Actually, this is a cleverly set up moment. Gus can't actually write, so his "will" is written by Doc, prior to either of their demises. He narrates a fairly standard if simple will, signs as a witness, and gets Gus to write an 'X.' Only when we actually see it after both he and Gus are gone, it's a frank note from Doc to Bob asking him to do something right for once in his life.

The ending plays out more or less by the book, though of course everyone recognizes Bob and reacts accordingly as he stumbles into the church. He hands the child off to his ex, then symbolically pauses under what's either a wreath meant to resemble a crown of thorns or just a crown of thorns. Eventually, he collapses.

The woman seems to understand all this signifies and intuits what must have happened, because she seems more touched by the sacrifice than upset over the fact Bob shot her fiancĂ© a few days earlier. There's a brief callback to a watch Bob had earlier in which she defends his legacy and holds the baby she's presumably going to adopt. 

Had I not seen Hell's Heroes last year, I'd probably be singing the praises of this dark, somber western. All things considered, it's a good movie; I just don't think it's as good, as artistic, or anywhere near as cuttingly subversive as its predecessor. To be fair, some of that could be because it wasn't allowed to be. By 1936 Hollywood had enacted rules governing elements such as the depiction of religion, so it's certainly unsurprising the fourth outlaw wasn't killed by a preacher, nor was I shocked by the absence of the sequence in which that same preacher failed to see the last godfather stumble in and hand off the infant at the end. But fair or not I certainly felt the absence of those details.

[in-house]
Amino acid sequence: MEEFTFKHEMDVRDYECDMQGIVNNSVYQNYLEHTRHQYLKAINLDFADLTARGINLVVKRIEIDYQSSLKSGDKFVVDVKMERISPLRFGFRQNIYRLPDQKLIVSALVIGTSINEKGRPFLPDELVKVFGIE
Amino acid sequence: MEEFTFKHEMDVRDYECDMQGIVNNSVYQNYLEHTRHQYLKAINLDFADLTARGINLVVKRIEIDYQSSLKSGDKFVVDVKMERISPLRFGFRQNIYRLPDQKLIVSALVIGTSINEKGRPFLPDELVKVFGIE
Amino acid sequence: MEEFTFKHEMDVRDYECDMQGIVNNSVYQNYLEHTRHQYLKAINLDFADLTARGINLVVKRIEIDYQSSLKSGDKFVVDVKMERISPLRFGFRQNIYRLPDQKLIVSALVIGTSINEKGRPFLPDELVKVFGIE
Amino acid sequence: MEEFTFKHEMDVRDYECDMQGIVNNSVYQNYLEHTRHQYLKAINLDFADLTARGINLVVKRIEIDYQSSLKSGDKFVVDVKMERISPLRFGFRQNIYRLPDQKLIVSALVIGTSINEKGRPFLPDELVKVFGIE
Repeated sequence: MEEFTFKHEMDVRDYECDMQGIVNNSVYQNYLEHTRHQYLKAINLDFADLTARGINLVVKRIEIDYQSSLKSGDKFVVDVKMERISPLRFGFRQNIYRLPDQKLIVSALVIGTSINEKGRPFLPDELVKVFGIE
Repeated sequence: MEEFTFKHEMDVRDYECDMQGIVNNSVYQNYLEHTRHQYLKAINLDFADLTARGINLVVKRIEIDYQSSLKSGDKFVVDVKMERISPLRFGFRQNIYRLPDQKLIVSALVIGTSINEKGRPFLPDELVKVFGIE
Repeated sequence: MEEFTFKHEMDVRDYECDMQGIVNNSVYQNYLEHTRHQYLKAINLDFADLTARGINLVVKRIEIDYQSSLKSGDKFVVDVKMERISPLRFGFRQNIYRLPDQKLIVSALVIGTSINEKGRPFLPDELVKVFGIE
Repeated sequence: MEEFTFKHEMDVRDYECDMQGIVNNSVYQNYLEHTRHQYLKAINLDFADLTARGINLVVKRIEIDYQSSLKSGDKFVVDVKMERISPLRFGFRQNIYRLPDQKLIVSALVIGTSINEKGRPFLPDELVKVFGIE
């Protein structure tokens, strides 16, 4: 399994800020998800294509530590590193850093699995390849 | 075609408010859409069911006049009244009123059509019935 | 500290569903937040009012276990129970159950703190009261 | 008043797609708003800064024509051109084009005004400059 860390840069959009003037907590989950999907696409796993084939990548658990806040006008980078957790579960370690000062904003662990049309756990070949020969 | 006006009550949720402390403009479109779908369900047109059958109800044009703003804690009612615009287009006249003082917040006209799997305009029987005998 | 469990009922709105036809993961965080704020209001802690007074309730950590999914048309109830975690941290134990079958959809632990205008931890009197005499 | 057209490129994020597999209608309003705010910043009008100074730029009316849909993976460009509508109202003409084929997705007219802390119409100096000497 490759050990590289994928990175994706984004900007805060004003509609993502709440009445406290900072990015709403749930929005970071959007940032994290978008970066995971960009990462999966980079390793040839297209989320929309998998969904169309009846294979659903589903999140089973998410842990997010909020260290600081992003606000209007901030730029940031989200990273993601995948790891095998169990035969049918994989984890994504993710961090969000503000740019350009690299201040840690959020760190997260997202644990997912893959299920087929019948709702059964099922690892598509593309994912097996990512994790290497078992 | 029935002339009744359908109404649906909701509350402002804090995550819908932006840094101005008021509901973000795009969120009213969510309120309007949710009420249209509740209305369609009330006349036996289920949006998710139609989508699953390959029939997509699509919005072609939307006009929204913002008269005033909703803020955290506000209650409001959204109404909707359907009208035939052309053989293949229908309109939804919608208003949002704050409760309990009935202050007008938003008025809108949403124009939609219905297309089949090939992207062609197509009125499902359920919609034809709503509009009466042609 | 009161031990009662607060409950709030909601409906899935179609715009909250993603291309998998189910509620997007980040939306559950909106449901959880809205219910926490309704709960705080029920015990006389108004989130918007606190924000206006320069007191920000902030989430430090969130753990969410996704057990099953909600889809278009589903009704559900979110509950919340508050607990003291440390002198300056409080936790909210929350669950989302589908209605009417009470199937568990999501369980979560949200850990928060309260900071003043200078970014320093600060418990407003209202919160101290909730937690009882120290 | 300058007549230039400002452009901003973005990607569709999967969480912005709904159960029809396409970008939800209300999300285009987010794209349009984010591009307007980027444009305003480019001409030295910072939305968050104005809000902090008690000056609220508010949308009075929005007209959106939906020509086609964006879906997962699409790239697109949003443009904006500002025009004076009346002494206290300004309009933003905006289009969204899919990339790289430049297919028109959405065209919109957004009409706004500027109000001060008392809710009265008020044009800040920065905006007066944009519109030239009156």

On top of that, this just didn't have quite the same artistic flair as Hell's Heroes. This might actually be a feature in some ways - the 1929 film felt extremely experimental (with the experiment in question being a young director playing with an entirely new media), while this felt more refined and clean. Sure, there are still plenty of artifacts of the time it was made, but it does feel much more modern and polished than the earlier film, which included some extremely dated elements.

Personally, I prefer the more experimental, expressionist aspects over the safer, streamlined remake, but it's not hard to imagine someone having a different reaction. And it's not like this is devoid of stylistic elements, either - it's just not as striking as the earlier film.

I mentioned earlier this opens with a hefty amount of comic relief, which is a mixed blessing. Some of the jokes hold up well, and it makes for an effective contrast with the movie's dark ending. However, as was depressingly typical of the time, that comedy includes a few racist caricatures. To be fair, these are fairly quick moments, mostly visual gags, but I still found myself cringing a few times. 

On a less important topic, the movie's inclusion of a Santa suit felt a bit anachronistic, though I suppose that depends on when the events were supposed to be taking place. Regardless, it seemed to be a setup for Bob to say, "There ain't no Santa Claus." The line's delivered more as a gruff character moment than a joke, but this does feel like a reference (possibly to the Marx Brothers movie released a year earlier).

I don't want to give the impression this isn't good - it's a solid adaptation with good characters and some impactful moments - but for my money, Hell's Heroes is the best adaptation of The Three Godfathers to date.